On Pistachio Recalls, FDA Tries New Approach

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The FDA, reports the New York Times, is getting tougher about food safety, and about time too.  Within the last few days, the FDA has issued guidance to industry about how to deal with pistachios, warned food companies that they must follow Good Manufacturing Practices, explained to companies how recalls are supposed to be done, warned consumers not to eat pistachios unless their source is known, and continued to  update the list of recalled products.

None of this gets at the real problems: the lack of a unified food safety system with some teeth in it, resources to carry out food safety oversight and inspections, and authority to order recalls of potentially unsafe food (recalls, as I keep reminding you, are voluntary).

The FDA's handling of the pistachio situation differs sharply from the agency's usual way of handling such things.  Usually, the FDA waits for people to get sick before taking action.  The odd thing here is that nobody seems to have gotten sick from eating contaminated pistachios.  So what the FDA is doing is working - so far.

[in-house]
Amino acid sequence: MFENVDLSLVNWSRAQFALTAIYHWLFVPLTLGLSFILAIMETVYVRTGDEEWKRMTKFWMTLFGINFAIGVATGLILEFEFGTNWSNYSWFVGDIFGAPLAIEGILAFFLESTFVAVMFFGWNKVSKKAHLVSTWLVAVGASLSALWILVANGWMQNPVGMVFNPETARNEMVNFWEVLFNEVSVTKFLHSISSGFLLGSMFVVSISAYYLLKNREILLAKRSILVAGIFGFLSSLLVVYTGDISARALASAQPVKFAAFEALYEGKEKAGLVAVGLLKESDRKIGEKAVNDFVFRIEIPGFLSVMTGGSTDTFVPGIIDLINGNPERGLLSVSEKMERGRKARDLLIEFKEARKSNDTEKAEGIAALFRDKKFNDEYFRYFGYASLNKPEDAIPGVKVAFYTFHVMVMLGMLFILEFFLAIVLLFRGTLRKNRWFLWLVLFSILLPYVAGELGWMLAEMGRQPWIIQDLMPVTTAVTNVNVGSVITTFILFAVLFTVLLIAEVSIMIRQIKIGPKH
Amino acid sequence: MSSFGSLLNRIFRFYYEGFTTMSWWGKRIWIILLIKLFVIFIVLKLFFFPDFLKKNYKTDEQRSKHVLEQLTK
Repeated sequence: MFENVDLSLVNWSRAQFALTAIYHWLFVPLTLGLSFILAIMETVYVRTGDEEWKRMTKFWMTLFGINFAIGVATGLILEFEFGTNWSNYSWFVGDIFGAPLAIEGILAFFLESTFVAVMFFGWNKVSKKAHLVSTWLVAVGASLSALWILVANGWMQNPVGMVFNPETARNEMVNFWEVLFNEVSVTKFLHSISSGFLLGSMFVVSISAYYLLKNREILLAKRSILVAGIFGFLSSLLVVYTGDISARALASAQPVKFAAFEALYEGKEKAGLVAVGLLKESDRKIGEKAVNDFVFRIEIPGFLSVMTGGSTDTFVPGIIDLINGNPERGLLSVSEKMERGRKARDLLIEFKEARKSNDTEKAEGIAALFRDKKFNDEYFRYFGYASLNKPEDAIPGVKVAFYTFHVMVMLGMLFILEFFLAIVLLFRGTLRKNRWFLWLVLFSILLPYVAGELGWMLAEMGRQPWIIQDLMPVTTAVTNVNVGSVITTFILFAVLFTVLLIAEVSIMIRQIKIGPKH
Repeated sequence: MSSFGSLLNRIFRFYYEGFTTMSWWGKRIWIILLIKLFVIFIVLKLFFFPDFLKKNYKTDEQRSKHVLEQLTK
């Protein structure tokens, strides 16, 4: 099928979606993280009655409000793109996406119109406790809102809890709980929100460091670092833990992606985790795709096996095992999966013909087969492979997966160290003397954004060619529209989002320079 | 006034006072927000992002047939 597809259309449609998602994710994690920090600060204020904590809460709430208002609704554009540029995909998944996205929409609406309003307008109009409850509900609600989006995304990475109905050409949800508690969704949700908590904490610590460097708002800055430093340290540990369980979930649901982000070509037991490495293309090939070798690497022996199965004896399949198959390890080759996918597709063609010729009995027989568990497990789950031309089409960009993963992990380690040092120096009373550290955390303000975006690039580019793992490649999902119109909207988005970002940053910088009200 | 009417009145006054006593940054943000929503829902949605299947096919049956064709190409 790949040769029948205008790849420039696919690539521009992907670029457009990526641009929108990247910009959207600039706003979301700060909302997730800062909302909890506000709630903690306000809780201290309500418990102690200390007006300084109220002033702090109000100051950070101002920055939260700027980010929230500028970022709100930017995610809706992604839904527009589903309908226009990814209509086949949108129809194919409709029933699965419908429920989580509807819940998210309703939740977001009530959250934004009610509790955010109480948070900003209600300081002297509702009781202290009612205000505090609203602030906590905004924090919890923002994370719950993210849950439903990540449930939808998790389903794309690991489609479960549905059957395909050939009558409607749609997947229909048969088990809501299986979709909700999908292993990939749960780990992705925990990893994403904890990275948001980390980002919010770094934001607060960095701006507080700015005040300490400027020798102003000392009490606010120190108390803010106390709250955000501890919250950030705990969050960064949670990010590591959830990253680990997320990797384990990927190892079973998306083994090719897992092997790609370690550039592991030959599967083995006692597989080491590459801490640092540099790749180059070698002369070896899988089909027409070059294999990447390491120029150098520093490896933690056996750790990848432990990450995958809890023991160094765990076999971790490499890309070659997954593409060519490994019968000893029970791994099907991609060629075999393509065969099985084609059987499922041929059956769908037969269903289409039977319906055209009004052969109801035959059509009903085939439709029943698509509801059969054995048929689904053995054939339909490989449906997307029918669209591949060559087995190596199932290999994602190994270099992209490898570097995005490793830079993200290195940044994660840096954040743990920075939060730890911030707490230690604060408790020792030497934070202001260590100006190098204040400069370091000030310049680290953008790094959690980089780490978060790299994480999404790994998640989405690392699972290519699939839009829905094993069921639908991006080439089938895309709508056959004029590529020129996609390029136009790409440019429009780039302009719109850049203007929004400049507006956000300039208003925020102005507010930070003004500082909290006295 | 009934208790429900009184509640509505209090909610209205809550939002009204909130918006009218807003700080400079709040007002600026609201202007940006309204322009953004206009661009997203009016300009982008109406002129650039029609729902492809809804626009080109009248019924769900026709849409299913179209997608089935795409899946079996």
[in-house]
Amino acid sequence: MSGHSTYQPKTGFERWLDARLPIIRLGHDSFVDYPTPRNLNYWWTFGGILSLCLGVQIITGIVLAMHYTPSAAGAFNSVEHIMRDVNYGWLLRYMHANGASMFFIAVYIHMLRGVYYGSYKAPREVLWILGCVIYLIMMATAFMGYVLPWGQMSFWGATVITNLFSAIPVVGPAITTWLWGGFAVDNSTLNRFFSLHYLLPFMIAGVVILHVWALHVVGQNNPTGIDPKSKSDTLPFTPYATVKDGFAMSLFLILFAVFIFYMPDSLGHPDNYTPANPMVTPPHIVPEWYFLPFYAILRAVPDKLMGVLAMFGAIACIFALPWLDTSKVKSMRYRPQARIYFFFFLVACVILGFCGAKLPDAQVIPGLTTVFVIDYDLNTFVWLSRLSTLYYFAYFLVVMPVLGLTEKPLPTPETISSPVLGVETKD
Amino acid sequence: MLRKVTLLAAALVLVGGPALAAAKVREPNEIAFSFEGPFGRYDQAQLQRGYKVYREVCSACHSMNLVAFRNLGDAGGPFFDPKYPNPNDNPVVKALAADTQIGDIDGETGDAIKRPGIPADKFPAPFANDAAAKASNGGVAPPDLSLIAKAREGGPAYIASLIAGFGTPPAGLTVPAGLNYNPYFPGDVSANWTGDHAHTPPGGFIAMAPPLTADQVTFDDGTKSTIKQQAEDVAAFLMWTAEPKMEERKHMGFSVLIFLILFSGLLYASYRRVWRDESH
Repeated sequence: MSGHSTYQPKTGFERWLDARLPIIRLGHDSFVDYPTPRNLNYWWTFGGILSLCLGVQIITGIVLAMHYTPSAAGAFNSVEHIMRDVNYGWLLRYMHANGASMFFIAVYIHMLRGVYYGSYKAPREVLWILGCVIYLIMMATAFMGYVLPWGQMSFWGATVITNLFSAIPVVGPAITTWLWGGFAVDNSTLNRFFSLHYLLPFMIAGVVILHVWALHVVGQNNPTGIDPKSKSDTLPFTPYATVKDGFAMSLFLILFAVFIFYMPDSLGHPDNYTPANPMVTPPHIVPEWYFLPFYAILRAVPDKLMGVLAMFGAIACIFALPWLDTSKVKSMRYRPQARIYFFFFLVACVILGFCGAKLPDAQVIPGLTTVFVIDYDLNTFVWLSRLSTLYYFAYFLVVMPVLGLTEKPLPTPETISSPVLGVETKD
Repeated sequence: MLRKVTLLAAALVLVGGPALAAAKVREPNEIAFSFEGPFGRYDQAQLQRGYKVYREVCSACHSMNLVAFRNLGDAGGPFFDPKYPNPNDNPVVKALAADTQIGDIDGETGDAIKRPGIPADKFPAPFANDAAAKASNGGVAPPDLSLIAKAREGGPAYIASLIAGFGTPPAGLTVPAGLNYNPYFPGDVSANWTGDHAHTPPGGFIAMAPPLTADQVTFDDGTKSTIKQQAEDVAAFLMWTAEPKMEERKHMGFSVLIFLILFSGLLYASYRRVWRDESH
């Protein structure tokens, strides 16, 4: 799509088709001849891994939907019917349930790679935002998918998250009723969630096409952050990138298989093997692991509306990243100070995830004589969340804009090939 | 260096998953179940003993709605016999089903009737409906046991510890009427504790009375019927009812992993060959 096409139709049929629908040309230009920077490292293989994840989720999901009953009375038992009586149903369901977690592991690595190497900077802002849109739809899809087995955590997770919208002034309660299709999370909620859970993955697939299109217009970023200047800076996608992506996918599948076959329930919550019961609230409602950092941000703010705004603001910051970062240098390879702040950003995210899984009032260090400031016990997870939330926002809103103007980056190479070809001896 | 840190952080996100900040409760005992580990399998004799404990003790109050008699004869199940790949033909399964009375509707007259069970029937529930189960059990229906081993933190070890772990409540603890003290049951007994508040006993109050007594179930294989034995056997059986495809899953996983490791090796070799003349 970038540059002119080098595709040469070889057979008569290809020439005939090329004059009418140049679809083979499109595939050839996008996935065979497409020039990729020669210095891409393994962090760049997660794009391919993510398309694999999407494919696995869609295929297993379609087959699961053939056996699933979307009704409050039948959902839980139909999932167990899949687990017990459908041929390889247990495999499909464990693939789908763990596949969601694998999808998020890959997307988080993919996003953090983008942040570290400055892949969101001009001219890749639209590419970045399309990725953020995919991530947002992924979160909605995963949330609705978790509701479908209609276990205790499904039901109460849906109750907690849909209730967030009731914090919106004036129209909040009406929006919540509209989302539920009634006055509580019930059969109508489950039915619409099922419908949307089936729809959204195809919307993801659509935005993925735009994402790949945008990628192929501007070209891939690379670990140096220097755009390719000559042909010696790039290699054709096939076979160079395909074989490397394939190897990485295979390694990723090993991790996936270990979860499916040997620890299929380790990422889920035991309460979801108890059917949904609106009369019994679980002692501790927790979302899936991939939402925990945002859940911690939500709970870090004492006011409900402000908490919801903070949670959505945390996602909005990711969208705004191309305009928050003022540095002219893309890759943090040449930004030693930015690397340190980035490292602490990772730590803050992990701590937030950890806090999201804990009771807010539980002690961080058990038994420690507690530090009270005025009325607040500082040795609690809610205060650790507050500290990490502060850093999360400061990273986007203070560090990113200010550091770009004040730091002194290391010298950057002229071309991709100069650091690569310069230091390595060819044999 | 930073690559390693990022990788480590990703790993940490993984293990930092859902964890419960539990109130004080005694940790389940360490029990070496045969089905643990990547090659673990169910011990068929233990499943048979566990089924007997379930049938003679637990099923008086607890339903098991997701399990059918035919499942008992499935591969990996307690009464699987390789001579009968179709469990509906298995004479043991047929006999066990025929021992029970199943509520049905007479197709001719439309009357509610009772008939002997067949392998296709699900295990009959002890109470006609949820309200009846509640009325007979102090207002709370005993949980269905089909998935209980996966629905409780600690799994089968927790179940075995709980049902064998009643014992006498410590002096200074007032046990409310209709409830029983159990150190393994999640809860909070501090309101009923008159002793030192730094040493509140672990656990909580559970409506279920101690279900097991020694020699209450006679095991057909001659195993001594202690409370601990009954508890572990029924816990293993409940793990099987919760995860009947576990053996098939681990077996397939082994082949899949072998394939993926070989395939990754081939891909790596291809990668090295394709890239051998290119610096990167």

And all this is happening under the leadership of an Acting Commissioner while the newly appointed Commissioner, Dr. Margaret Hamburg, awaits congressional approval.

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Marion Nestle is a professor in the Department of Nutrition, Food Studies, and Public Health at New York University. She is the author of Food Politics, Safe Food, What to Eat, and Pet Food Politics. More

Nestle also holds appointments as Professor of Sociology at NYU and Visiting Professor of Nutritional Sciences at Cornell. She is the author of three prize-winning books: Food Politics: How the Food Industry Influences Nutrition and Health (revised edition, 2007), Safe Food: The Politics of Food Safety (2003), and What to Eat (2006). Her most recent book is Feed Your Pet Right: The Authoritative Guide to Feeding Your Dog and Cat. She writes the Food Matters column for The San Francisco Chronicle and blogs almost daily at Food Politics.

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